I'm awful at haunted houses. Jump out at me in a scary outfit and makeup, and I'm as likely to punch you as hard as I can than to run. The primordial coding we call the "fight-or-flight" reflex forces me to swing in a stupid, silly panic, and it almost never ends well -- which, in a nutshell, is why I rarely play zombie video games.
Why mention this? First, so you know why I tapped my friend Justin Cavender from Geek Legacy for his expertise. And second, because the survival horror game genre continues to thrill most players. Don't take my word for it. Here's a list of wins for The Last of Us at this year's D.I.C.E. awards, the Oscars of the video game industry:
Outstanding Achievement in Sound Design
Outstanding Achievement in Story
Outstanding Character Performance (Ellie)
Outstanding Innovation in Gaming
Adventure Game of the Year
Outstanding Achievement in Animation
Outstanding Achievement in Art Direction
Outstanding Achievement in Visual Engineering
Outstanding Achievement in Gameplay Engineering
Outstanding Achievement in Game Direction
Game of the Year
Sony (NYSE:SNE) published The Last of Us in June and saw it quickly rise to the top of the charts. In fact, the game enjoyed the second-largest debut of 2013. Only Take-Two Interactive (NASDAQ:TTWO) did better with Grand Theft Auto V's billion-dollar opening week.
And yet, interestingly, The Last of Us isn't really a zombie title. Sure, zombie-like creatures exist in the game world -- victims of a spore-like virus -- but there are plenty of human enemies as well. The only uniting feature is the post-apocalyptic setting common to most modern horror games.
Enough with the wasteland -- show me the brain eaters!
So games where the presence of zombies is the defining feature are, pardon the phrasing, dead? Not exactly. Cavender says that Telltale Games' adaptation of The Walking Dead, a 2012 Game of the Year winner at Spike's Video Game Awards, remains popular.
That game "kind of changed the way we want to see a story told and it hit a lot of people in a lot of ways," he says, referring to the game's unusual mechanics. Telltale's The Walking Dead isn't a shooter so much as a third-person graphic adventure where choices (rather than a controller) determine outcomes.
Fortunately, The Walking Dead isn't the only option for those who just want to destroy zombies. Cavender also cites Outlast, Left for Dead 2, and Dead Rising 3 for Xbox One as existing titles that deliver for fans of the genre. Yet all three might pale compared to a new Techland game called Dying Light.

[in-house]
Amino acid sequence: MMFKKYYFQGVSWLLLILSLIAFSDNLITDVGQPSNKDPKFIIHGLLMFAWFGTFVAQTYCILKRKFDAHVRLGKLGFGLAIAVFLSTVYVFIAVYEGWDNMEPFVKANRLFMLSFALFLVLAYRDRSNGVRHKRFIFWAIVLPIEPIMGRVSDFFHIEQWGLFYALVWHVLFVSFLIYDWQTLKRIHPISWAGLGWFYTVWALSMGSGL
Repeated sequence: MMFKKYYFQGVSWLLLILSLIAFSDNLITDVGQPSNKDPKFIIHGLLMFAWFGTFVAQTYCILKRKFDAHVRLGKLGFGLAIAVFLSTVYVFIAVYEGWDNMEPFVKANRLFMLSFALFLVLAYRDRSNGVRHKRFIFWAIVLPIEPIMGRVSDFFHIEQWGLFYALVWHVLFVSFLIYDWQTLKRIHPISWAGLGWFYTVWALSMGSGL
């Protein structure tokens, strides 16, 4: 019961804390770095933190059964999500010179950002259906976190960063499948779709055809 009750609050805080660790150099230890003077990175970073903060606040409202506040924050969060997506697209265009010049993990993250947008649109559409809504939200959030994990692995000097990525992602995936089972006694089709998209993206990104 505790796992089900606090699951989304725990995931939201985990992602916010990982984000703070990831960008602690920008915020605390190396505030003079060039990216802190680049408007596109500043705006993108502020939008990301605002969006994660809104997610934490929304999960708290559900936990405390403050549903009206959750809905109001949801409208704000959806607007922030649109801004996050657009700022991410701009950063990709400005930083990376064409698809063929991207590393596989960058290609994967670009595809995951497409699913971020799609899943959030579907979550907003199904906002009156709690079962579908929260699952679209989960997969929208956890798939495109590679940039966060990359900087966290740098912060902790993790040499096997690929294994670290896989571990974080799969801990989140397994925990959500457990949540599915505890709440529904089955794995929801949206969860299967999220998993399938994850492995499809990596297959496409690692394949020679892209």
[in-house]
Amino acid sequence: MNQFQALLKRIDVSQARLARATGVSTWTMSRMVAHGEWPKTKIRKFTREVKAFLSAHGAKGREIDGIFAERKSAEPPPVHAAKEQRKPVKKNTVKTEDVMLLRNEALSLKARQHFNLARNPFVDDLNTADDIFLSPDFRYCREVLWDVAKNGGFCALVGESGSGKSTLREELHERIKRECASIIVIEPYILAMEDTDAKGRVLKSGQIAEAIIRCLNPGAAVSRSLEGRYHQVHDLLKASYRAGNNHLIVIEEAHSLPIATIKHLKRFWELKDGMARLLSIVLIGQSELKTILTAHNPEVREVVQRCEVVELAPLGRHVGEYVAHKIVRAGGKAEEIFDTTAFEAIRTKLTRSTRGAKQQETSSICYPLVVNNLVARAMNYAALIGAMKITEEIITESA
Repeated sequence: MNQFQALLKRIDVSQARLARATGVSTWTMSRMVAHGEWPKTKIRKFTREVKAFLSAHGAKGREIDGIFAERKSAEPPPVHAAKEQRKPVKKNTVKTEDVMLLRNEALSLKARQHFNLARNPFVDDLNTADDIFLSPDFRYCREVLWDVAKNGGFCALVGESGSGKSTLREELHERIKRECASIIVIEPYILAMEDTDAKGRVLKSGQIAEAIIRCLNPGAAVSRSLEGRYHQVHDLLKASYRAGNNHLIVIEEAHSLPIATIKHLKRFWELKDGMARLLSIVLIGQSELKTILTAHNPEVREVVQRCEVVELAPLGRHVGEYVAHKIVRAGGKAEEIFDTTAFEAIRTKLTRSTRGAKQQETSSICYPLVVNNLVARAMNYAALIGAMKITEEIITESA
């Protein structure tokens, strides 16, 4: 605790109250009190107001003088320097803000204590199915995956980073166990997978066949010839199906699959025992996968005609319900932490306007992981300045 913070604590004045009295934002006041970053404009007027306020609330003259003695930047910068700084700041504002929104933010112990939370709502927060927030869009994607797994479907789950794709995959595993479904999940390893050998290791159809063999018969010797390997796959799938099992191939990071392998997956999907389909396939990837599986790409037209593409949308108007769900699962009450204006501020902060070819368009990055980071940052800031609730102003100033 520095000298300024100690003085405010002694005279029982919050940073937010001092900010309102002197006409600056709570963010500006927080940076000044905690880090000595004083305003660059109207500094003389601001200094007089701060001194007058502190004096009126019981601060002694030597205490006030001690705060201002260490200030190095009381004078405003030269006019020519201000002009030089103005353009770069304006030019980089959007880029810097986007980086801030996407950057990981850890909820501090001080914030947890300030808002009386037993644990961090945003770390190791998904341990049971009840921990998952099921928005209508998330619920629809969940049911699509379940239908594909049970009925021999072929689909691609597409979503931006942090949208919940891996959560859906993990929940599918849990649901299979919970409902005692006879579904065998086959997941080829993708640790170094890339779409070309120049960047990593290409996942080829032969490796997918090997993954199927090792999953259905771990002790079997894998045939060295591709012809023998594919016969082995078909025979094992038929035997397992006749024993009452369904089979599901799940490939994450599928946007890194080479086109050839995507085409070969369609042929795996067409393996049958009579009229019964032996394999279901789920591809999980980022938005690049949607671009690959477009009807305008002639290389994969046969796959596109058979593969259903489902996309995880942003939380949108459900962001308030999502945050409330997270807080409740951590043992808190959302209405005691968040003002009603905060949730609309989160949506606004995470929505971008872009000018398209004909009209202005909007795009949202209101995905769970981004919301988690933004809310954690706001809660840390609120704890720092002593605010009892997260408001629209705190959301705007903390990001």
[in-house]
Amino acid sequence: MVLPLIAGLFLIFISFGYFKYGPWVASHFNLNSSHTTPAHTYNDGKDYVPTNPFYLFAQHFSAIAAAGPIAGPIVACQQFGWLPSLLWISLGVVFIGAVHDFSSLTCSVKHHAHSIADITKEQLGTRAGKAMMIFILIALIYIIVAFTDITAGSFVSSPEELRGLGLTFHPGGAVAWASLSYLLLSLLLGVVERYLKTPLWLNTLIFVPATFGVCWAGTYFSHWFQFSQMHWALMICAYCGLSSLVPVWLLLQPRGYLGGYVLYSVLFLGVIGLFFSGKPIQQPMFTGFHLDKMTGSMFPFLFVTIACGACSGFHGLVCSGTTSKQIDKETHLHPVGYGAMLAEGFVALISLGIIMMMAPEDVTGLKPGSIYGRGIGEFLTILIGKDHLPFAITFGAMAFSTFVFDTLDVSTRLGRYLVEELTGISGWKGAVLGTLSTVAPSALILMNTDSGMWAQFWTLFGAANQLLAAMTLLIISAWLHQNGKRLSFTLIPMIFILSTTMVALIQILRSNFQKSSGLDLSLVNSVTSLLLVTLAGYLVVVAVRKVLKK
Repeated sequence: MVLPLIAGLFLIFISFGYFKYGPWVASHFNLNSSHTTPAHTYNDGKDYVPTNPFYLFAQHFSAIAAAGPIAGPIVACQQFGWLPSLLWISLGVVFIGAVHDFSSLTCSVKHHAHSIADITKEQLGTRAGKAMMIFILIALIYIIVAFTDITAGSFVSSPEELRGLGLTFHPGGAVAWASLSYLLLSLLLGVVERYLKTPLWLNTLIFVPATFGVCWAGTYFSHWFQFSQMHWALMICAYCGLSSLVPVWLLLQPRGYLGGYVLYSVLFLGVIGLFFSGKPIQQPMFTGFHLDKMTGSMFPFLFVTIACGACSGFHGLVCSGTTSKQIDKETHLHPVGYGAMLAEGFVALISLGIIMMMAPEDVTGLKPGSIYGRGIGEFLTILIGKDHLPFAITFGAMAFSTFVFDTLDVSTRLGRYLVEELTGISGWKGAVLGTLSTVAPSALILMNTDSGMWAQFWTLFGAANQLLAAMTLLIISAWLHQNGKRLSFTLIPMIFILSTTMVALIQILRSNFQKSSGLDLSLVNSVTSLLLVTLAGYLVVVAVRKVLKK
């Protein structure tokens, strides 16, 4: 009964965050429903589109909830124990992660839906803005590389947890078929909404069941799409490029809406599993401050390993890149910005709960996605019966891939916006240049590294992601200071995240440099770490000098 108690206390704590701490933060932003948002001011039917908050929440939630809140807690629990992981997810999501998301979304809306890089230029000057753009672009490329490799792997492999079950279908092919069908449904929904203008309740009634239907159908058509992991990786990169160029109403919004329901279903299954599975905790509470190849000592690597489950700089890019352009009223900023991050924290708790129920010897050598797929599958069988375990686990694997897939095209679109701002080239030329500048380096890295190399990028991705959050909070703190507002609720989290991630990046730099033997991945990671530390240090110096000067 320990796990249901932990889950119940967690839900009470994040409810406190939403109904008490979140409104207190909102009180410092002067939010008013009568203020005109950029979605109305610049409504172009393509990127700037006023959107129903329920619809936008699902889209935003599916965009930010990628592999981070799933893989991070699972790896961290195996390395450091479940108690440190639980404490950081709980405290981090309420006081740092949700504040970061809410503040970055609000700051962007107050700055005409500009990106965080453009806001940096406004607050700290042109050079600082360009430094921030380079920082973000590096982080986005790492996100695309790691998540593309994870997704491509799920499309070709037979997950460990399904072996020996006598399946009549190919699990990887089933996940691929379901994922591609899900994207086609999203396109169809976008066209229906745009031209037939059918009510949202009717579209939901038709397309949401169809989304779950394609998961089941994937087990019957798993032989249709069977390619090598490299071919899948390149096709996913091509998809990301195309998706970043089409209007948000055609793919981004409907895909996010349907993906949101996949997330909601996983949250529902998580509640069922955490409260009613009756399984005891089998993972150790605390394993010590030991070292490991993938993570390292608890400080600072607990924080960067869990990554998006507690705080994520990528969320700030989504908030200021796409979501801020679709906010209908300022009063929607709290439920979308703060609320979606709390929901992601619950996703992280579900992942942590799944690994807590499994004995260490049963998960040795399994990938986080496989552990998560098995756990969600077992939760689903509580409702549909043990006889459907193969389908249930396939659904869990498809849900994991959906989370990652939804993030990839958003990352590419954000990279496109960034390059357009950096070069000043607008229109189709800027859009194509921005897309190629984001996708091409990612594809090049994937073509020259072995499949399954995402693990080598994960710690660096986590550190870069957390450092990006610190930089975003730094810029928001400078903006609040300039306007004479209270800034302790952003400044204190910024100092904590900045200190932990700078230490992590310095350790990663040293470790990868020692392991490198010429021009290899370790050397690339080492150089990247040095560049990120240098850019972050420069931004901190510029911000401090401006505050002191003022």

Time Warner's (NYSE:TWX) Interactive group is set to publish the title as early as March 31, though a quick check of Best Buy's online store suggests players will have to wait till May to get their hands on a copy. Cavender calls Dying Light one of two zombie games to watch in 2014.
"The game actually uses a time mechanic, where during the day things are a little more on the calm side and you're able to get around a bit easier -- yeah, [the zombies] are still dangerous if you get close but you have more options. Whereas, when the sun goes down, the zombies get more aggressive and the big baddies come out to play," he says.
His other pick? The Evil Within, due in August from Tango Gameworks and Bethesda Softworks and directed by legendary designer Shinji Mikami, creator of the Resident Evil series that inspired five successful films starring Milla Jovovich. (All told, they've grossed $915.9 billion worldwide as of this writing, Box Office Mojo reports.)
"I watched the 12-minute gameplay footage from the prologue, like when the game first begins, and it was just terrifying," Cavender says. "The game has intense gore, violence, buckets of blood ... it'll whet your whistle if you're into survival horror."
Judging by the performance of The Last of Us, a number of gamers are -- even if I'm not among them.
Now it's your turn to weigh in. What are your favorite zombie video games? Do you like Cavender's picks, and the studios behind them? Leave a comment in the box below to let us know where you stand.